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Review: LCN: Art & Ecology Panel Discussion

Wednesday 5 September 2018
This post is for all students interested in climate change, activism, art & ecology and reports back on a panel discussion on Art & Ecology organised by London Creative Network (LCN) and held at Space in London. LCN organise artist development days, the talk proposed to:
bring together a panel of art practitioners working at the intersection of ecology, science, activism and art, the session will focus on different perspectives around ecology in the urban and digital space. The discussion will present ways that artists can develop their practice in this field.’
The panel agreed that Climate Change is an urgent matter and creative thinkers can act as agents for change.

  1. Michael Smythe presented Phytology and told us that the idea for the project arose from an organised walk looking for wildness in brownfield sites in and around the city, it’s interesting how this idea never left him, so years later he set out to bring this idea to life. Phytology an artist-led project and one I was involved with early on and now again with the co-creation project Compost Mentis . Phytology has evolved over time and now, in it’s fourth year, it has evolved in ways that was not possible to think of from the start. Phytology is now considered part “cultural institute” for collaboration (human and non-human), informing, learning and engaging people with sometimes complex issues such as: people’s access to land, the value of medicinal plants, occupation and protection by the people for the people. Currently the project is reaching out and is forming bat and pond networks and outreach projects with the aim for Phytology to become run by the community.
  2. Angela Chan is a champion for the under-represented, she chose Worm because they are invisible to most of us yet work hard for ecology. Worm started as an online platform to collect information on climate change, by talking and developing conversations it slowly built up and she has been invited to talk and curate exhibitions giving her a sense of why it’s important to talk about climate change and how art was contributing to discussions on social justice, sustainable practices, decolonisation, ecology and art practice. Worm’s new direction is about giving more talks, curating and working more alongside activists and campaigners rather than big institutions as she feels tokenised as a trans, person of colour and how she believes now is the time to be having these conversations.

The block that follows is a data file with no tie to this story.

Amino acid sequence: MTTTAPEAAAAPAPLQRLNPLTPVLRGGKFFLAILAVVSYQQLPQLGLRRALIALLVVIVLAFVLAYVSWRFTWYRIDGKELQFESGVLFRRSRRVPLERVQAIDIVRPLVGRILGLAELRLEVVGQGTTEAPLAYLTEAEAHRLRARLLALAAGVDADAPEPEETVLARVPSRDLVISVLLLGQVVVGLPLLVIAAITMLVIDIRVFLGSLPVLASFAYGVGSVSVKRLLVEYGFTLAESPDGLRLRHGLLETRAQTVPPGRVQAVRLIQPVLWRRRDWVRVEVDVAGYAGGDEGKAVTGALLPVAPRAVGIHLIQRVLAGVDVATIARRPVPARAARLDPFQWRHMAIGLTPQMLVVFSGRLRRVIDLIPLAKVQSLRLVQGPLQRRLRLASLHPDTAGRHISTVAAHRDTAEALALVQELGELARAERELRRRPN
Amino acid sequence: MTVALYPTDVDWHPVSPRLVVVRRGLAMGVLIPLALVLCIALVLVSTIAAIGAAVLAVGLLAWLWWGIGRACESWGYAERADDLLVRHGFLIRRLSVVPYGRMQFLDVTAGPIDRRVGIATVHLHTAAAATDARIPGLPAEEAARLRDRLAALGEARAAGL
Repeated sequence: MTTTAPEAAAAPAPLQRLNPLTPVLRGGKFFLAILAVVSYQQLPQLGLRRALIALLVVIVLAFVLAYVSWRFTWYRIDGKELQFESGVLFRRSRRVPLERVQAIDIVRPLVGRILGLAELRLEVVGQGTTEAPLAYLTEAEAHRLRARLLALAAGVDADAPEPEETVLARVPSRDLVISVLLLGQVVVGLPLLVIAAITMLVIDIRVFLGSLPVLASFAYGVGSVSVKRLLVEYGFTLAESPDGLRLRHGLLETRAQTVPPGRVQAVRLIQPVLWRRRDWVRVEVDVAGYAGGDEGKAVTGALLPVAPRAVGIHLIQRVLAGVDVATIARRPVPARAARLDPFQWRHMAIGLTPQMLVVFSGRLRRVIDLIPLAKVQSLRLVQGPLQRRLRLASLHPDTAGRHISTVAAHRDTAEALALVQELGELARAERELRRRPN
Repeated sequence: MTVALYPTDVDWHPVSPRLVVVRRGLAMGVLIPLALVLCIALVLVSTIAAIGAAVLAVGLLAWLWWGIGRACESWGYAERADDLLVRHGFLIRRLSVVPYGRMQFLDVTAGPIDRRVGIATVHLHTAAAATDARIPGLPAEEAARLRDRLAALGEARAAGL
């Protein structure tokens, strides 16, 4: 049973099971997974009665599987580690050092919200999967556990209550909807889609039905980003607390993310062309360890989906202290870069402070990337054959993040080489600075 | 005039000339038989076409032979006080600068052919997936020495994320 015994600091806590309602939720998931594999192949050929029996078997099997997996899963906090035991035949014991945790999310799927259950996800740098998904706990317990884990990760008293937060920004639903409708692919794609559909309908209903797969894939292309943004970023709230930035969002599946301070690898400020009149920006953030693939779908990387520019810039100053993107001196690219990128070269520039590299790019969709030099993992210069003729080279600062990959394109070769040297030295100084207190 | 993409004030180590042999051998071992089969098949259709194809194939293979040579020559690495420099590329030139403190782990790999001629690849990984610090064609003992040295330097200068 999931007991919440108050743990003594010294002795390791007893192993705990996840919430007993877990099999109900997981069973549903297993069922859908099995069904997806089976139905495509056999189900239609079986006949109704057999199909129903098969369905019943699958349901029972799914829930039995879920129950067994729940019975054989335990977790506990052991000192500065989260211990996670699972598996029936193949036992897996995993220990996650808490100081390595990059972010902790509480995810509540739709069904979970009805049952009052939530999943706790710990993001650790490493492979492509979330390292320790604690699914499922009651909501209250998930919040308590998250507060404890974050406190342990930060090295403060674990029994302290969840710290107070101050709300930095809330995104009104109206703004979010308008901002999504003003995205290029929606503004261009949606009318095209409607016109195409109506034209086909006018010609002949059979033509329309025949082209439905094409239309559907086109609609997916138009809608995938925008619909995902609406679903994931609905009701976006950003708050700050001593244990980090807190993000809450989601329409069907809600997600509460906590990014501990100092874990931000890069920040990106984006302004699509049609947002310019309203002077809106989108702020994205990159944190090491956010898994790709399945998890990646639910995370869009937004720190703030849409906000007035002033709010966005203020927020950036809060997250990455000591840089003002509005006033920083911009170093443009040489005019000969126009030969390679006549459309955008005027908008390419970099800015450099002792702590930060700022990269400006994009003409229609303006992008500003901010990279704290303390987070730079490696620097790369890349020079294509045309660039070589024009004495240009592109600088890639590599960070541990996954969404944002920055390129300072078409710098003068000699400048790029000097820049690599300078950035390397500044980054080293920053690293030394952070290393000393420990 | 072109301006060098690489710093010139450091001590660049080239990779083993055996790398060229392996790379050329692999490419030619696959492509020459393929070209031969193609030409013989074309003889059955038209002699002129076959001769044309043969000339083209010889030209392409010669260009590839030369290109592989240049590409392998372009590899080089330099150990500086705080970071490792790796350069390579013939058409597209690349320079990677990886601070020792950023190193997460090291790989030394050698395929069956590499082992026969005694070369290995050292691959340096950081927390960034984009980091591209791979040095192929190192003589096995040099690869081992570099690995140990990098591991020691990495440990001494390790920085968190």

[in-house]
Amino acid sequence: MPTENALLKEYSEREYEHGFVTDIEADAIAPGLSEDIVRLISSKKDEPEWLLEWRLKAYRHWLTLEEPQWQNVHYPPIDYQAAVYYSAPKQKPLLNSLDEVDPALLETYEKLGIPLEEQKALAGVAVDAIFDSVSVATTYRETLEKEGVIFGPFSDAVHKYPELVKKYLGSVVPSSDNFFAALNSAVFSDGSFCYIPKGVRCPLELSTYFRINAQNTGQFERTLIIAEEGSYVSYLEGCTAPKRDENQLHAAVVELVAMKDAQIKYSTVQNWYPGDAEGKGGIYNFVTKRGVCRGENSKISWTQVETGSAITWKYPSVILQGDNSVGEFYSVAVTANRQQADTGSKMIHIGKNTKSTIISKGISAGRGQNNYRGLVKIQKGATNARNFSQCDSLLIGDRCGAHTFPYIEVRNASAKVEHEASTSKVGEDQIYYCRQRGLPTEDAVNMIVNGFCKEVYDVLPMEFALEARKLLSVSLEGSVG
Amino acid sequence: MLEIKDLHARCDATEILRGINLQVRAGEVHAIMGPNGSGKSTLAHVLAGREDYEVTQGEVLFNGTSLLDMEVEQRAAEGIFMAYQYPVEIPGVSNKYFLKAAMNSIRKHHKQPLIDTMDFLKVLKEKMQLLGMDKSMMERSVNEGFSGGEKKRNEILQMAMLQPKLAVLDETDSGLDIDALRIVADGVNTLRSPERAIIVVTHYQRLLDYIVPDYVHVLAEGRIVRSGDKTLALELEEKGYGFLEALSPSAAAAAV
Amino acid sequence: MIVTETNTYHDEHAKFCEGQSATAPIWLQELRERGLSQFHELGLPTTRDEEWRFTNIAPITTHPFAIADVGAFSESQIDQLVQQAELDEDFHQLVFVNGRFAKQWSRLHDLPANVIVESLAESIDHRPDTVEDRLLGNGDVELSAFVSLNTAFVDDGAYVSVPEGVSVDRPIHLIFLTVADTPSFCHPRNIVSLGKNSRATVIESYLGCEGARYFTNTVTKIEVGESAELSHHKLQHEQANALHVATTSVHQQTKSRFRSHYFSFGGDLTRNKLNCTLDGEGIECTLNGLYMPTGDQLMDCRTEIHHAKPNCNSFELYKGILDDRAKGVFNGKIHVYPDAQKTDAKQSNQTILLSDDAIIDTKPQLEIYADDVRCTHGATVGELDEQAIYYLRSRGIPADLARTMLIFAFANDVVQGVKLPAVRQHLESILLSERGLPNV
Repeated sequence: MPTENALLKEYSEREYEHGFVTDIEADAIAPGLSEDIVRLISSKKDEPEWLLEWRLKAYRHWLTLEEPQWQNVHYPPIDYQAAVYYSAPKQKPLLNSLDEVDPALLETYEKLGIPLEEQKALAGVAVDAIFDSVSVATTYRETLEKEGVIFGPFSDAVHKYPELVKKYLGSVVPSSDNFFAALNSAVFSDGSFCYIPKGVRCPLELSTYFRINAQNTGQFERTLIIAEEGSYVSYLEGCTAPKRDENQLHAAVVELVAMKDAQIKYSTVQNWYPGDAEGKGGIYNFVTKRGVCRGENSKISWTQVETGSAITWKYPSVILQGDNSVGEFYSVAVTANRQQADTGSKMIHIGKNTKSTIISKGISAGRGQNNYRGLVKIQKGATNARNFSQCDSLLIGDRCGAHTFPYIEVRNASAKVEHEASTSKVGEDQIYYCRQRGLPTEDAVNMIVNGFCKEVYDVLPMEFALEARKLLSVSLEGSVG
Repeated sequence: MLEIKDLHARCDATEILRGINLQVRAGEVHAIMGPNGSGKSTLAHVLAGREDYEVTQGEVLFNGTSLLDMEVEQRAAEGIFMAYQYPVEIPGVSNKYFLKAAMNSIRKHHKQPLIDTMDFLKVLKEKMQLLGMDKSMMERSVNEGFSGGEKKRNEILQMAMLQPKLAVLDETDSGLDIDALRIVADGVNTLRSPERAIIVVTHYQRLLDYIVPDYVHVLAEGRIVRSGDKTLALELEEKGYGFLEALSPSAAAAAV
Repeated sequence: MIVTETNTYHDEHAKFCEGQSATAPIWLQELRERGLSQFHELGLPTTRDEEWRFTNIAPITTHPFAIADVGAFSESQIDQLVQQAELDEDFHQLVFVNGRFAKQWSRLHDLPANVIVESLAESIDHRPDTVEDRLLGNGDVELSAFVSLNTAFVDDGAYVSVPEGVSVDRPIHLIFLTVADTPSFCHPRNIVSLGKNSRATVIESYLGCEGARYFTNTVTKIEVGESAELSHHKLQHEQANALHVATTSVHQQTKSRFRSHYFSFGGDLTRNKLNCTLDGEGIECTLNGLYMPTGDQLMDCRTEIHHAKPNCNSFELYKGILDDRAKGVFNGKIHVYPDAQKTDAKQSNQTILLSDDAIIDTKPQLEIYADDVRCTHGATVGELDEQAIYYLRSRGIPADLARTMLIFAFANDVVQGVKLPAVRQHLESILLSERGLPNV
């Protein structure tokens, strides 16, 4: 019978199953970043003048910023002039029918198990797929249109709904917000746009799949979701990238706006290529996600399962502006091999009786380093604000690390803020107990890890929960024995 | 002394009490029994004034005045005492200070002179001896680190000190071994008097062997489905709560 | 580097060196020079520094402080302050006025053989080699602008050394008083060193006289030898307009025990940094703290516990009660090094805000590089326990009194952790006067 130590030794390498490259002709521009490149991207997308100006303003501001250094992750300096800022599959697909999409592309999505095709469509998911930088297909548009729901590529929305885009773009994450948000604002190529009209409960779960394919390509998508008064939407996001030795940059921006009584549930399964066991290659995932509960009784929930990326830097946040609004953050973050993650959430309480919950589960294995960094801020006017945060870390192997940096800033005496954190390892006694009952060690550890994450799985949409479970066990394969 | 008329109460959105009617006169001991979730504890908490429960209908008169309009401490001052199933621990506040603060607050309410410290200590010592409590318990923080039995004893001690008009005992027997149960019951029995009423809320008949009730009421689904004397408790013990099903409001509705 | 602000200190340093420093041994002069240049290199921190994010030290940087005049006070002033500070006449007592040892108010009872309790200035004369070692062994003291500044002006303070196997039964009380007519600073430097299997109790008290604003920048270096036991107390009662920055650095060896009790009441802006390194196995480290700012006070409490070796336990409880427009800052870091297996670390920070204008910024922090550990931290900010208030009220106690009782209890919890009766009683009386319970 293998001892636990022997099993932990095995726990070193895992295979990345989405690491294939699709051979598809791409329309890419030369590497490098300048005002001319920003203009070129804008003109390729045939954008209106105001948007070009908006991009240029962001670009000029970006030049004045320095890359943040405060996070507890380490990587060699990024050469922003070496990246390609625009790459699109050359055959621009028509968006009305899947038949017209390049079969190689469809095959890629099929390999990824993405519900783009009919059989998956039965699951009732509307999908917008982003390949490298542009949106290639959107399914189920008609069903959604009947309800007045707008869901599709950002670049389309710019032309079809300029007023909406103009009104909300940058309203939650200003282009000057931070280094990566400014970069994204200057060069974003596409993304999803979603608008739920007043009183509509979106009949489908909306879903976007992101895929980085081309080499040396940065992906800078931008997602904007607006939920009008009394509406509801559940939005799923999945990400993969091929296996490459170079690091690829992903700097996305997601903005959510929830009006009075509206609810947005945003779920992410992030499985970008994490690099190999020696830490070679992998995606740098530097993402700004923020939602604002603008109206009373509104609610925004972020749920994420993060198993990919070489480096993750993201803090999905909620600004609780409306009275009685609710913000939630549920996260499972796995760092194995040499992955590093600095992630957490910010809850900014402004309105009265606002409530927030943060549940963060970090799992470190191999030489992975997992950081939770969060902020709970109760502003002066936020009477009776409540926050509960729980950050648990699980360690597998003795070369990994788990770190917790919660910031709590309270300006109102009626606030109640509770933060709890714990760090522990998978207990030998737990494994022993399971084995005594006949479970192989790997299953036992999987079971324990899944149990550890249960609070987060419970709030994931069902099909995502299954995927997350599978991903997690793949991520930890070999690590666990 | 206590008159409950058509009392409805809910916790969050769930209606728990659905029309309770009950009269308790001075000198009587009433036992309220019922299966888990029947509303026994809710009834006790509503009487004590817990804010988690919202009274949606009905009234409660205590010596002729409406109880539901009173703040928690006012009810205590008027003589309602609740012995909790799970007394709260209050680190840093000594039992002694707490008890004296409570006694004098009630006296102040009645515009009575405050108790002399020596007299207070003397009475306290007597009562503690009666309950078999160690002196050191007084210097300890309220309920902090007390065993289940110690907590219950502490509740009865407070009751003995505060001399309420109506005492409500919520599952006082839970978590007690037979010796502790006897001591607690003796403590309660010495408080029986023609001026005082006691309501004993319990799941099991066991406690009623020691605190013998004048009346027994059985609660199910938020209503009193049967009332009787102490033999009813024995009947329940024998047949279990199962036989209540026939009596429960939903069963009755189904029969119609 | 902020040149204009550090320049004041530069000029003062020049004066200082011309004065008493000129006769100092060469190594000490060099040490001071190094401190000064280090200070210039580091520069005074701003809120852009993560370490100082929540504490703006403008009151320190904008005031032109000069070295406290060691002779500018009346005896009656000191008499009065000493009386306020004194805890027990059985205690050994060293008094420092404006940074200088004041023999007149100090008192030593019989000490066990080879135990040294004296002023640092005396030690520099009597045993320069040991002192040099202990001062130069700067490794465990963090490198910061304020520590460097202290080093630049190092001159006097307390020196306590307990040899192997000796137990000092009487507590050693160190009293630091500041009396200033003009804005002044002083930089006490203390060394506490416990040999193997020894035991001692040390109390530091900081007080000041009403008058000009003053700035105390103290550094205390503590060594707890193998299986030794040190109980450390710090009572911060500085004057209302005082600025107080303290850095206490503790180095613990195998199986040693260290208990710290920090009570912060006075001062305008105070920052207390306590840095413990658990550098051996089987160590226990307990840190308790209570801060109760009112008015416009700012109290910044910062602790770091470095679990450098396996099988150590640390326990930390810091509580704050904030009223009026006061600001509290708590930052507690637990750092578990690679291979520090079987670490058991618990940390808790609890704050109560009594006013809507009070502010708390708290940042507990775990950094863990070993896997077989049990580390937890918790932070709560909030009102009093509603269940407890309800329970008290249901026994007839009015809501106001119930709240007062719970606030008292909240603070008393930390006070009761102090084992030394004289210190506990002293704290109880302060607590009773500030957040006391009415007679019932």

3. Kristina Pulejkovais a London-based multimedia artist who works at the intersection of art, science and technology. Her first project after graduation ‘Switching Heads’ was collaboration about talking about Climate Change in a cultural way – to get people’s stories heard. They used a figure of a head rather that talking to camera as she found it incredible how people were open to talking this way. Meeting and engaging people has become a focus of her work. She has been making a film at The Centre of Alternative Technology in Wales about how people feel about alternative technologies; the premier is on 5 October. She stated it’s very important to think about the materials you use and their impact and to think about longevity from a physical point of view. Carbon Memories tracks a carbon atom from the moment it’s birth in the galaxy through the carbon cycle. Humans are 30% Carbon.  

Points from the panel Q&A session:

  • The word Sustainable has many meanings. ecologies can also refer to sustaining your practice and maintaining a healthy equilibrium
  • The whole idea of legacy and whose legacy? Treading lightly, leaving nothing and adding nothing (carbon footprint)
  • Nature has a lot to teach us
  • What you call yourself: artist? social-activator? Researcher? Activist? Climate Change communicator?
  • Multiple voices and listening to others is very important
  • Don’t be afraid of complexity, be open to these dilemas
  • Make space to talk to others
  • Bring out the bigger questions by being honest in your work, down to earth and every day
  • Get the stories across
  • Be opportunistic, strategic and kind
  • Nurture relationships and think about different ways to fund your projects: Crowd fund, run workshops and give talks, self-fund, help in kind,


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Posted by author: Melissa Thompson
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